EGU General Assembly 2020
© Author(s) 2020. This work is distributed under
the Creative Commons Attribution 4.0 License.

Developing reservoir sediment ceramsite as a novel growing medium: II pot experiments

Yi-Hao Chu, Yu-Hsiang Liu, and Chih-Hsin Cheng
Yi-Hao Chu et al.
  • School of Forestry and Resource Conservation, National Taiwan University, Taipei 106, Taiwan

Reservoir sedimentation is an environmental issue that can be substantially detrimental to the lifetime of reservoirs. In this study, we tried to develop the ceramsite made from reservoir sediment and used it as a growing medium. Different from the traditional method, we sintered the material at a lower temperature (800oC) under an anaerobic atmosphere. The low-temperature ceramsite might provide higher water and nutrient retention capacity compared to the high-temperature ceramsite. The anaerobic atmosphere could preserve organic matter as biochar, which may offer better water and nutrient retention capacity as well. Pot experiments using the low-temperature ceramsite along with commercial high-temperature ceramsite (1200oC) and lava rock as the growing media were conducted. Two species Tagetes erecta and Melissa officinalis under the full water supply and limited water supply (100 ml per pot per week) conditions were planted. The results showed that the plants grown in low-temperature/anaerobic ceramsite had the best agronomic performance. Under the full water supply, the shoot height was higher in the low-temperature ceramsite than other treatments. The height was 45.8 - 48.2 vs. 16.28 - 18.73 cm in Tagetes erecta and 15.1 - 18 vs. 7.65 - 9.4 cm in Melissa officinalis. The dry weight in the low-temperature ceramsite was 5-10 times higher than those in other treatments after four months of growth. Under the water-limited condition, the plants are grown in the low-temperature ceramsite still performed better on shoot height (Tagetes erecta: 25.05 - 30.88 cm and Melissa officinalis: 14.08 – 14.75 cm) and dry weight (Tagetes erecta: 1.03 - 1.5 g and  Melissa officinalis: 0.67 – 0.89 g). The results suggest that the low-temperature/anaerobic ceramsite has the potential using as a novel growing medium and a new option for treating reservoir sediment.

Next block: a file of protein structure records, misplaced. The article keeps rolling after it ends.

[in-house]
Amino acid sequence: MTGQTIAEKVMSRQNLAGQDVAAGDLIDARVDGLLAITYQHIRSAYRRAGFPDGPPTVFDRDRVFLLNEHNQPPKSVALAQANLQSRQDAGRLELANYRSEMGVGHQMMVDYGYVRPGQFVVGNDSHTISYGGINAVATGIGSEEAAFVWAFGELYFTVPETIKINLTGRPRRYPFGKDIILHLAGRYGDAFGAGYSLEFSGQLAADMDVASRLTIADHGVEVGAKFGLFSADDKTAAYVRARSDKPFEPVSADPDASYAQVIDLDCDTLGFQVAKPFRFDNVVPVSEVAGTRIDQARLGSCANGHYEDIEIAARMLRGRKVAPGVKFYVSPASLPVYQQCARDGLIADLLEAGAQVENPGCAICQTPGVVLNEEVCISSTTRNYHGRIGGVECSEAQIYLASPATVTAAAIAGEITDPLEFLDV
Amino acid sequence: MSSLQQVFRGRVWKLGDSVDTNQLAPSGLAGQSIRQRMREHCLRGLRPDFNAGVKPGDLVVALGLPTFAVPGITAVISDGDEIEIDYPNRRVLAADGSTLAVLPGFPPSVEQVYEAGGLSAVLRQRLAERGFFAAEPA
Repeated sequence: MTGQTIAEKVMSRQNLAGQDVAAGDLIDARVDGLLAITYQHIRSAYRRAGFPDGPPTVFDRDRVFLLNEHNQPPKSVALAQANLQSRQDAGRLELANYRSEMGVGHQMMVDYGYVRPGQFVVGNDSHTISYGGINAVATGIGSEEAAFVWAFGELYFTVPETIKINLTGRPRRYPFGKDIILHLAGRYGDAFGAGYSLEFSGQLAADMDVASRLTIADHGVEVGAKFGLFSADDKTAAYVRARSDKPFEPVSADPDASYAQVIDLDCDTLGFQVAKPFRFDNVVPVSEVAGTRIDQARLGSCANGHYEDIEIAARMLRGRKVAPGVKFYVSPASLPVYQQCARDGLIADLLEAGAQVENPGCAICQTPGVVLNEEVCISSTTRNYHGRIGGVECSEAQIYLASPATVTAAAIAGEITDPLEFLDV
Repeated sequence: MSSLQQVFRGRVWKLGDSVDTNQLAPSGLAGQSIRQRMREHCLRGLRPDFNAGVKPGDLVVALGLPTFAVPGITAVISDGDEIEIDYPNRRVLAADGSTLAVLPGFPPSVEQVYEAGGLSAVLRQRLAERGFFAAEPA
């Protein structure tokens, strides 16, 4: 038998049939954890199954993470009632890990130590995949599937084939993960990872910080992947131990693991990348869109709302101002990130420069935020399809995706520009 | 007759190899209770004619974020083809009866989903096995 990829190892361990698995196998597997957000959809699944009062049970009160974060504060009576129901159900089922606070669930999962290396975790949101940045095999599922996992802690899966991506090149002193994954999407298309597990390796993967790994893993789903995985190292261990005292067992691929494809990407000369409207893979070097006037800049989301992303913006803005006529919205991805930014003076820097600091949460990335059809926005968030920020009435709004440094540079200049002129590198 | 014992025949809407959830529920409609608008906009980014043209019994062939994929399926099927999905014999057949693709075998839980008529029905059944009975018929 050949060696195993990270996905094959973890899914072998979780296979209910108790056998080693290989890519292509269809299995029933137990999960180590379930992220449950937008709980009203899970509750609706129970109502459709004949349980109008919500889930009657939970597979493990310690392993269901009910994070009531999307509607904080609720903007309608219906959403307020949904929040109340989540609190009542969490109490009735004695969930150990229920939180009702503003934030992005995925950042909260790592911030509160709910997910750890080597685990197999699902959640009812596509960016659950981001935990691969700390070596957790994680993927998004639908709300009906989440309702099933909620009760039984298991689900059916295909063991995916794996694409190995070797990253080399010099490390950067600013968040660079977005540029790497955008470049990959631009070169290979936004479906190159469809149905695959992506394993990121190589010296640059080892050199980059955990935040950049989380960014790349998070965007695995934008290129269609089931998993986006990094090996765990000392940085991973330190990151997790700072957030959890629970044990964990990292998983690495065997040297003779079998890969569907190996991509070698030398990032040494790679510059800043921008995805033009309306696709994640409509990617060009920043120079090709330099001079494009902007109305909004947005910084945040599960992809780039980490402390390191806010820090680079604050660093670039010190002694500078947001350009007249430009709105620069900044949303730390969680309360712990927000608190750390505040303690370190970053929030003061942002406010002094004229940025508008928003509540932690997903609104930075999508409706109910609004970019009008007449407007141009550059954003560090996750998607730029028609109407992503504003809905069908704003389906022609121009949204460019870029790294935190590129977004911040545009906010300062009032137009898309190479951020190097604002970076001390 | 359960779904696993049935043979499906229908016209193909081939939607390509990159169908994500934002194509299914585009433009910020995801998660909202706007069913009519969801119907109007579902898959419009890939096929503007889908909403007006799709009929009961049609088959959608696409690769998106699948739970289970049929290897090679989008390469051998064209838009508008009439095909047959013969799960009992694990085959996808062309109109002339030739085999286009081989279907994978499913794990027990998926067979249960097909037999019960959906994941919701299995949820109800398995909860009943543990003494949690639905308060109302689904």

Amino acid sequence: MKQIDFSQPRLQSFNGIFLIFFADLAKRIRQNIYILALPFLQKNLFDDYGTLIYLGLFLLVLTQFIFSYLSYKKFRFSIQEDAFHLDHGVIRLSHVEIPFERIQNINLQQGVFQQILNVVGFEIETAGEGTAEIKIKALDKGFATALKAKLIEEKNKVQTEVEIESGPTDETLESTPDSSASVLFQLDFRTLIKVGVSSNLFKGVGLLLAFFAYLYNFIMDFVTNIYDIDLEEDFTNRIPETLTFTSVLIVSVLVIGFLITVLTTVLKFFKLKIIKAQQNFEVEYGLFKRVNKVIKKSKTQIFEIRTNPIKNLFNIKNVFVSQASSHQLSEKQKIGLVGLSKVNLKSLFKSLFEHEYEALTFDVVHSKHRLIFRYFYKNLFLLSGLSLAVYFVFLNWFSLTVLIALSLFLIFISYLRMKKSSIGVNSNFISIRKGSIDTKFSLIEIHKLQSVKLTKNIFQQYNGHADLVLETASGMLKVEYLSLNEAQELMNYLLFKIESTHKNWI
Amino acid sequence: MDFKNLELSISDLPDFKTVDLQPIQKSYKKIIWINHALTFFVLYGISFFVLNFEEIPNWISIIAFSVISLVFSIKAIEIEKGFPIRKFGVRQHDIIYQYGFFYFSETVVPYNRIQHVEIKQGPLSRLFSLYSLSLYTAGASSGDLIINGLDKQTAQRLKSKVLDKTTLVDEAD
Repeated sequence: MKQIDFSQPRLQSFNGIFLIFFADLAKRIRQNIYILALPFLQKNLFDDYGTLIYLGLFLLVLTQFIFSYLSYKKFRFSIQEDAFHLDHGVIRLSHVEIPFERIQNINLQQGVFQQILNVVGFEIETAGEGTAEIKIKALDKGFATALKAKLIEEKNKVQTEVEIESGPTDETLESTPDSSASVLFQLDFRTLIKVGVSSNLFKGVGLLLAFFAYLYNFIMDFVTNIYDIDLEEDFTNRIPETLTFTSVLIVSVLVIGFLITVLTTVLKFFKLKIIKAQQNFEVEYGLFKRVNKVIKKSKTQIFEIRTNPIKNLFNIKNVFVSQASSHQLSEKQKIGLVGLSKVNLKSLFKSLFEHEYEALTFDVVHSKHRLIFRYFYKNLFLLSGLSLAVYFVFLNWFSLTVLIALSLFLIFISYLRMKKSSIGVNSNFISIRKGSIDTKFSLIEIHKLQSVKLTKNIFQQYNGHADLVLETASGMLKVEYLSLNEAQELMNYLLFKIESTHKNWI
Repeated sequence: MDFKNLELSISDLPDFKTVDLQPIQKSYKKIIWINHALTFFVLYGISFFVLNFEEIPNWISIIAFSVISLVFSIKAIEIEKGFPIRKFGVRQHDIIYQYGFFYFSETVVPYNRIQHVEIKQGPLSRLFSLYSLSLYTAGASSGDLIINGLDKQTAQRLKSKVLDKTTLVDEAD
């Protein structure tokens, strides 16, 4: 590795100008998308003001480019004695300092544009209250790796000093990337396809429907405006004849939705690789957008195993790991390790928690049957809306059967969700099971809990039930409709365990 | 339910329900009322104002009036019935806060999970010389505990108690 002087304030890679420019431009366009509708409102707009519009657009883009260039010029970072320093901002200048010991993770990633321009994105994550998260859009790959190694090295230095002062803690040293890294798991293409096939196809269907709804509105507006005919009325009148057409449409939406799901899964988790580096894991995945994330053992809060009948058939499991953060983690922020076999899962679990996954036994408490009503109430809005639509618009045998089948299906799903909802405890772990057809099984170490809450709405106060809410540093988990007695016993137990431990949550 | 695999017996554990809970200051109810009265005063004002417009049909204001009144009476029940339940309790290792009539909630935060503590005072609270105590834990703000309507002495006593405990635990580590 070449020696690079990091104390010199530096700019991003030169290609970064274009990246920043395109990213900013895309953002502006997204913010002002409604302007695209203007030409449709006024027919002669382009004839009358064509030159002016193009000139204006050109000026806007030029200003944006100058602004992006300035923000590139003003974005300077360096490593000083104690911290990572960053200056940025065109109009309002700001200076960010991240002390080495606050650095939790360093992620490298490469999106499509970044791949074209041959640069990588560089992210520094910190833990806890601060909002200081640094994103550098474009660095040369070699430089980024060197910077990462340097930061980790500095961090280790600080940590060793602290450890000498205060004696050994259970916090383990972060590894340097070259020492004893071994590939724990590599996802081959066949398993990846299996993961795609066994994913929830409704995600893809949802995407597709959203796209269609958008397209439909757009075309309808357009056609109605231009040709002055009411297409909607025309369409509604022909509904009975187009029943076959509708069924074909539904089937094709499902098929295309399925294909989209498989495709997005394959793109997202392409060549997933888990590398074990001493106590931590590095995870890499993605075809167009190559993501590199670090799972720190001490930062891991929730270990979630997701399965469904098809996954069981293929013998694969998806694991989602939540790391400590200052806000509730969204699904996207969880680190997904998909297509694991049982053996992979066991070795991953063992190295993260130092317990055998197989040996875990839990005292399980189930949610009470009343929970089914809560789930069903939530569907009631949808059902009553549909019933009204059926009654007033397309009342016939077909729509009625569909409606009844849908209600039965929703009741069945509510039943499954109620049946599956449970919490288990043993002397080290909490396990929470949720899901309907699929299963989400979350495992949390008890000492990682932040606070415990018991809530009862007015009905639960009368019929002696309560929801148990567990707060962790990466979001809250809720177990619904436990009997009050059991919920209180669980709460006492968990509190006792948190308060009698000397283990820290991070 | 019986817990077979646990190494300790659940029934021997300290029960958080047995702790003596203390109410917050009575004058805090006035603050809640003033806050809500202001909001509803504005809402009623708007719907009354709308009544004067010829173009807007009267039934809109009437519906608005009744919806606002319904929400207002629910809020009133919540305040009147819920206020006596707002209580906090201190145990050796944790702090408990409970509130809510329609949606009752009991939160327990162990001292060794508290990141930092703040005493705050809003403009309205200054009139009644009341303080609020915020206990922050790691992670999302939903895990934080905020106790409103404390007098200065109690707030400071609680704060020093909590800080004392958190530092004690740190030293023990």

How to cite: Chu, Y.-H., Liu, Y.-H., and Cheng, C.-H.: Developing reservoir sediment ceramsite as a novel growing medium: II pot experiments, EGU General Assembly 2020, Online, 4–8 May 2020, EGU2020-22393,, 2020


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